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Back Spread with Puts

AKA Ratio Volatility Spread; Pay Later Put

NOTE: This graph assumes the strategy was established for a net credit.

The Setup

  • Sell a put, strike price B
  • Buy two puts, strike price A
  • Generally, the stock will be at or around strike price B

NOTE: Both options have the same expiration month.

Who Should Run It

All-Stars only

When to Run It

You’re extremely bearish on a highly volatile stock.

The Sweet Spot

You want the stock to completely tank.

About the Security

Options are contracts which control underlying assets, oftentimes stock. It is possible to buy (own or long) or sell (“write” or short) an option to initiate a position. Options are traded through a broker, like TradeKing, who charges a commission when buying or selling option contracts.

Options: The Basics is a great place to start when learning about options. Before trading options carefully consider your objectives, the risks, transaction costs and fees.

The Strategy

This is an interesting and unusual strategy. Essentially, you’re selling an at-the-money short put spread in order to help pay for the extra out-of-the-money long put at strike A.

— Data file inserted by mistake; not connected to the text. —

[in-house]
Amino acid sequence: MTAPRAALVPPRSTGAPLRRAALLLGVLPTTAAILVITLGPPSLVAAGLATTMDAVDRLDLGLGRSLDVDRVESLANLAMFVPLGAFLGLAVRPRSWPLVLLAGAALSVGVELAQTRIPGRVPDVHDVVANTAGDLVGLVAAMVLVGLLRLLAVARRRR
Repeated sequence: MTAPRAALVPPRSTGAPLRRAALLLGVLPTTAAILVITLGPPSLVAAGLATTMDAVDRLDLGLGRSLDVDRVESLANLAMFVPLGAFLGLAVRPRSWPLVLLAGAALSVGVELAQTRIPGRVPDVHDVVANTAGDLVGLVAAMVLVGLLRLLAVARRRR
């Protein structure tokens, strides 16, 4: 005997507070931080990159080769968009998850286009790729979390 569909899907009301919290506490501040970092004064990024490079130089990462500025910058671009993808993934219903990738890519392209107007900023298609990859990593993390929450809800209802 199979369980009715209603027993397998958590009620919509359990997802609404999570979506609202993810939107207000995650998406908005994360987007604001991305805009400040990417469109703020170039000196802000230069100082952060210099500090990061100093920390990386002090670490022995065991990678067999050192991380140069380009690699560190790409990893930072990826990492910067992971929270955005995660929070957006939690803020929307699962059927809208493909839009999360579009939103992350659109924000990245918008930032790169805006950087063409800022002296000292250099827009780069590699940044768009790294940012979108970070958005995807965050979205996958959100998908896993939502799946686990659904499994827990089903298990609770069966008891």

Ideally, you want to establish this strategy for a small net credit whenever possible. That way, if you’re dead wrong and the stock makes a bullish move, you can still make a small profit. However, it may be necessary to establish it for a small net debit, depending on market conditions, days to expiration and the distance between strikes B and A.

Ideally, it would be nice to run this strategy using longer-term options to give the stock more time to move. However, the marketplace isn’t stupid. It knows that to be the case. So the further you go out in time, the more likely it is that you will have to establish the strategy for a debit.

In addition, the further the strikes are apart, the easier it will be to establish the strategy for a credit. But as always, there’s a tradeoff. Increasing the distance between strike prices also increases your risk, because the stock will have to make a bigger move to the downside to avoid a loss.

Notice that the Profit + Loss graph at expiration looks quite ugly. If the stock only makes a small move to the downside by expiration, you will suffer your maximum loss. However, this is only the risk profile at expiration.

After the strategy is established, if the stock moves to strike A in the short term, this trade may actually be profitable if implied volatility increases. But if it hangs around there too long, time decay will start to hurt the position. You generally need the stock to continue making a bearish move well past strike A prior to expiration in order for this trade to be profitable.

Maximum Potential Profit

There is a substantial profit potential if the stock goes to zero. But keep in mind stocks don’t go to zero very often. Choose your stock wisely and be realistic.

Maximum Potential Loss